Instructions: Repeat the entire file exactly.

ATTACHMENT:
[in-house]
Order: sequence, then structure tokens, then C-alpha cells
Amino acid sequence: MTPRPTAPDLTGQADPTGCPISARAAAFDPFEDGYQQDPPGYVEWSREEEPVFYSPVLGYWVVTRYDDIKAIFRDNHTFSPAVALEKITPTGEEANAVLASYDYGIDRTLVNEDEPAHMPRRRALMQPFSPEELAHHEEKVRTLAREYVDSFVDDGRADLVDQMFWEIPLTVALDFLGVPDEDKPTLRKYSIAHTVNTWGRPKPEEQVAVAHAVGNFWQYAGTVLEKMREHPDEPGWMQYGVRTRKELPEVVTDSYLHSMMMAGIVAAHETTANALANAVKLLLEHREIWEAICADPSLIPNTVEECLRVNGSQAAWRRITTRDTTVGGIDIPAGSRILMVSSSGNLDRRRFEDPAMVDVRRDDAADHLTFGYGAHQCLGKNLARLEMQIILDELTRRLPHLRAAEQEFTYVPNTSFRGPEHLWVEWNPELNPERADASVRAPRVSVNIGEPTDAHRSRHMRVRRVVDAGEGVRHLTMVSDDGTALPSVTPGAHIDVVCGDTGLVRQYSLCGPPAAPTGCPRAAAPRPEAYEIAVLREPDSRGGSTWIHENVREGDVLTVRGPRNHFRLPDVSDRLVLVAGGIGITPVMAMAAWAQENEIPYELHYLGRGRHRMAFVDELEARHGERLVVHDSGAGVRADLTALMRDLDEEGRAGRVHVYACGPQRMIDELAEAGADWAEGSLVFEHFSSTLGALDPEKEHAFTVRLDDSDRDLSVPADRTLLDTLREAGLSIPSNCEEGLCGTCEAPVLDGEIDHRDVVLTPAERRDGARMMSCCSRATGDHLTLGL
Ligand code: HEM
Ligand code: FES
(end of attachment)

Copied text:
[in-house]
Order: sequence, then structure tokens, then C-alpha cells
Amino acid sequence: MTPRPTAPDLTGQADPTGCPISARAAAFDPFEDGYQQDPPGYVEWSREEEPVFYSPVLGYWVVTRYDDIKAIFRDNHTFSPAVALEKITPTGEEANAVLASYDYGIDRTLVNEDEPAHMPRRRALMQPFSPEELAHHEEKVRTLAREYVDSFVDDGRADLVDQMFWEIPLTVALDFLGVPDEDKPTLRKYSIAHTVNTWGRPKPEEQVAVAHAVGNFWQYAGTVLEKMREHPDEPGWMQYGVRTRKELPEVVTDSYLHSMMMAGIVAAHETTANALANAVKLLLEHREIWEAICADPSLIPNTVEECLRVNGSQAAWRRITTRDTTVGGIDIPAGSRILMVSSSGNLDRRRFEDPAMVDVRRDDAADHLTFGYGAHQCLGKNLARLEMQIILDELTRRLPHLRAAEQEFTYVPNTSFRGPEHLWVEWNPELNPERADASVRAPRVSVNIGEPTDAHRSRHMRVRRVVDAGEGVRHLTMVSDDGTALPSVTPGAHIDVVCGDTGLVRQYSLCGPPAAPTGCPRAAAPRPEAYEIAVLREPDSRGGSTWIHENVREGDVLTVRGPRNHFRLPDVSDRLVLVAGGIGITPVMAMAAWAQENEIPYELHYLGRGRHRMAFVDELEARHGERLVVHDSGAGVRADLTALMRDLDEEGRAGRVHVYACGPQRMIDELAEAGADWAEGSLVFEHFSSTLGALDPEKEHAFTVRLDDSDRDLSVPADRTLLDTLREAGLSIPSNCEEGLCGTCEAPVLDGEIDHRDVVLTPAERRDGARMMSCCSRATGDHLTLGL
Ligand code: HEM
Ligand code: FES